A New Financial Reality
The balance sheets and economic mobility of generation X
QUICK SUMMARYThis report finds that three-quarters of Gen Xers—Americans born between 1965 and 1980—have higher family incomes than their parents did at the same ages, but only a third have higher wealth. In part, this is because the typical Gen Xer has six times more debt than their parents did. Gen Xers were hit particularly hard by the Great Recession, which brought falling housing values and rising unemployment rates. As a result, they lost nearly half their wealth between 2007 and 2010.
The Pew Charitable Trusts analyzed individual family data across generations, including income, wealth, debt, educational attainment, race, demographic characteristics, and earner status to learn what separates the most financially stable Gen Xers from those who’ve fallen behind their parents. Gen Xers who are unable to translate their higher incomes into wealth holdings may remain more financially fragile and disadvantaged than the previous generation as they move closer to retirement.
GENERATION X INCOME
75% of Gen Xers have higher family incomes than their own parents did.
Overall, three-quarters of Gen Xers have exceeded their own parents’ family income at the same ages. This is especially true for those raised at the middle and lower rungs of the income ladder, where majorities have higher incomes than did the last generation.
GENERATION X WEALTH
36% of Gen Xers have exceeded their own parents' family wealth.
Just over one-third of Gen Xers have more wealth, including home equity, than their parents did, but when looking at where on the wealth ladder Gen Xers were raised, the wealth outcomes differ significantly. Among those raised at the bottom, two-thirds exceed the wealth and home equity of their own parents, but fewer than 3 in 10 of those raised at the middle and higher rungs have more assets than their parents held at the same age.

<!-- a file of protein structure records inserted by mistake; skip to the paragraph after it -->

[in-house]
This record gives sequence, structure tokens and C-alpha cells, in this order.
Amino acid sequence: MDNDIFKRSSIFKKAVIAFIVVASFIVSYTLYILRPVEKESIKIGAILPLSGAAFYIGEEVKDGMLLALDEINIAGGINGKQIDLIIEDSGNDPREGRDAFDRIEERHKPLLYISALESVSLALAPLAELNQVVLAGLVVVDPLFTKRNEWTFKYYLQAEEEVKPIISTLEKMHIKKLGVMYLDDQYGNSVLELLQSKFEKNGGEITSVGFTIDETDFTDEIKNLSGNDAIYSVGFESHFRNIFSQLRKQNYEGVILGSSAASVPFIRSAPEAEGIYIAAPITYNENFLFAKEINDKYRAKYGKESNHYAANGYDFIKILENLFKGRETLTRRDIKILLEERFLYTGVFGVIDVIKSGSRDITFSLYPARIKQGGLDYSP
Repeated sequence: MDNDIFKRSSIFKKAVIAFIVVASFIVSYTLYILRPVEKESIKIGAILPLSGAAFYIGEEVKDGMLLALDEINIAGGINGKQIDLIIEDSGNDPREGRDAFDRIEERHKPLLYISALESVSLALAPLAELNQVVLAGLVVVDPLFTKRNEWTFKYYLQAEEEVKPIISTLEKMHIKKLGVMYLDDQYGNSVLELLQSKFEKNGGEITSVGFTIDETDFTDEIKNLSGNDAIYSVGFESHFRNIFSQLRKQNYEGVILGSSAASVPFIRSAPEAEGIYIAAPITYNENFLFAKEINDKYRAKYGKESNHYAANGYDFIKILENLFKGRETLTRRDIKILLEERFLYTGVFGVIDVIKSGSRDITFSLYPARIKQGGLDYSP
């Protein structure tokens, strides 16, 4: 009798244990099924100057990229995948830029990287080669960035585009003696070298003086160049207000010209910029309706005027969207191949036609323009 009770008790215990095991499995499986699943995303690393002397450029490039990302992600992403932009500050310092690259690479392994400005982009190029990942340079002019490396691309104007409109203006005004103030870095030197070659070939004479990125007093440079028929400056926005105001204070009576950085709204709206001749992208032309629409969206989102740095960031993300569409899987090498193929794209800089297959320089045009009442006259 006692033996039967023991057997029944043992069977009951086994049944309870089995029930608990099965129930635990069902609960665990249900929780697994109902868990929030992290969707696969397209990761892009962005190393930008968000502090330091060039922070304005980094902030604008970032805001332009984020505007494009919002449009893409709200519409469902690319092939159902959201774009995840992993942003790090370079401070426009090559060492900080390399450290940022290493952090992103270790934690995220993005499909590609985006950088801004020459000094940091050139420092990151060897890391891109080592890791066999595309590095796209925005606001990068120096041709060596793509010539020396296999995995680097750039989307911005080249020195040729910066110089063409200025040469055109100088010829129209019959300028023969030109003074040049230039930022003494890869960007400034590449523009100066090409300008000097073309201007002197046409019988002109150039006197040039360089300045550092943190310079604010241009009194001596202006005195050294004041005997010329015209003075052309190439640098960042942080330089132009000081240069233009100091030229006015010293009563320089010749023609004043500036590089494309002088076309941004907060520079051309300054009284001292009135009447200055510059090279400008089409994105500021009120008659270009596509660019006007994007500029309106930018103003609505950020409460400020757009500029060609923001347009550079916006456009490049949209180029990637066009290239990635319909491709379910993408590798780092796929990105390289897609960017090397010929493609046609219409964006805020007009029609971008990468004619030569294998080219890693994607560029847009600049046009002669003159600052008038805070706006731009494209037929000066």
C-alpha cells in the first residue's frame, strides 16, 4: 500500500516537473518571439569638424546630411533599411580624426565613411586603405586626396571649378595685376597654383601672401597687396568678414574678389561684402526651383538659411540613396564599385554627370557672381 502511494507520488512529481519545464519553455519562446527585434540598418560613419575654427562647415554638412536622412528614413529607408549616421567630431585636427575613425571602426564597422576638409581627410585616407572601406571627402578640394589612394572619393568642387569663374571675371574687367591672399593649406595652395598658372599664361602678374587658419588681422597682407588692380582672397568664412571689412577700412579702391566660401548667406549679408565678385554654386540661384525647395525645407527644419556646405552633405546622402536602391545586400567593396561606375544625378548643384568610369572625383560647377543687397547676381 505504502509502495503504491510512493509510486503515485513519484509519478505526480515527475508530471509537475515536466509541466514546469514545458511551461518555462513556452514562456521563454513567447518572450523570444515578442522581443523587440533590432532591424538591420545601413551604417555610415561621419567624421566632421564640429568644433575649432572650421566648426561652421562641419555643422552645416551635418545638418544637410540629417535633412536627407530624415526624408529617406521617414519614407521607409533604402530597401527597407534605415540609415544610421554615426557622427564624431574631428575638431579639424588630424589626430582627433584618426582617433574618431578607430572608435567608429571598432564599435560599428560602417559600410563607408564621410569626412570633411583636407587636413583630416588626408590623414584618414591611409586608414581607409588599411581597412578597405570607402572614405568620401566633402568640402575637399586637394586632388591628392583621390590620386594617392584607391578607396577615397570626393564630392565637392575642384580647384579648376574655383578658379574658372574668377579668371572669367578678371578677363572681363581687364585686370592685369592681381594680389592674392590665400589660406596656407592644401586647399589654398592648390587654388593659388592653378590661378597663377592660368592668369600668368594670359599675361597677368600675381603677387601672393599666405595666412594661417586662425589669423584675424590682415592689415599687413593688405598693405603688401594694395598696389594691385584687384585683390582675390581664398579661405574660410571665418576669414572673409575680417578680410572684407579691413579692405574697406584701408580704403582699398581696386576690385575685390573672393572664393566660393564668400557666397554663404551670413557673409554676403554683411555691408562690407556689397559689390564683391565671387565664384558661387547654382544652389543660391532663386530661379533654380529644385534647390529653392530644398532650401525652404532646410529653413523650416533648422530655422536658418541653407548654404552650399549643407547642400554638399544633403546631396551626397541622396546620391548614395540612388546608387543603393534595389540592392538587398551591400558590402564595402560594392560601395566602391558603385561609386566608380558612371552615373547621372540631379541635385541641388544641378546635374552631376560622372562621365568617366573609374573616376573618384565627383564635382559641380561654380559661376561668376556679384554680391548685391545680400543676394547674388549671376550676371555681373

17% of those stuck at the bottom of the wealth ladder are college graduates.
Not being a college graduate was overwhelmingly a characteristic of those stuck at the bottom of the income ladder, but a considerable proportion of Gen Xers stuck at the bottom of the wealth ladder have a college degree (17 percent), as did their parents (22 percent). In fact, among these Gen Xers, those with a college degree have higher median debt than do their peers without a college degree.
4 in 10 upwardly mobile, college-educated Gen Xers have student debt.
Four in 10 upwardly income mobile Gen Xers with college degrees hold student loan debt, typically around $25,000, which is a much higher amount and rate of debt than is reported by their nondegree-holding peers.
Erin Currier directs projects on family financial security and mobility at The Pew Charitable Trusts. The project conducts original research to assess differences in family balance sheets across diverse U.S. households and the degree to which Americans’ short-term economic security relates to their longer-term economic mobility.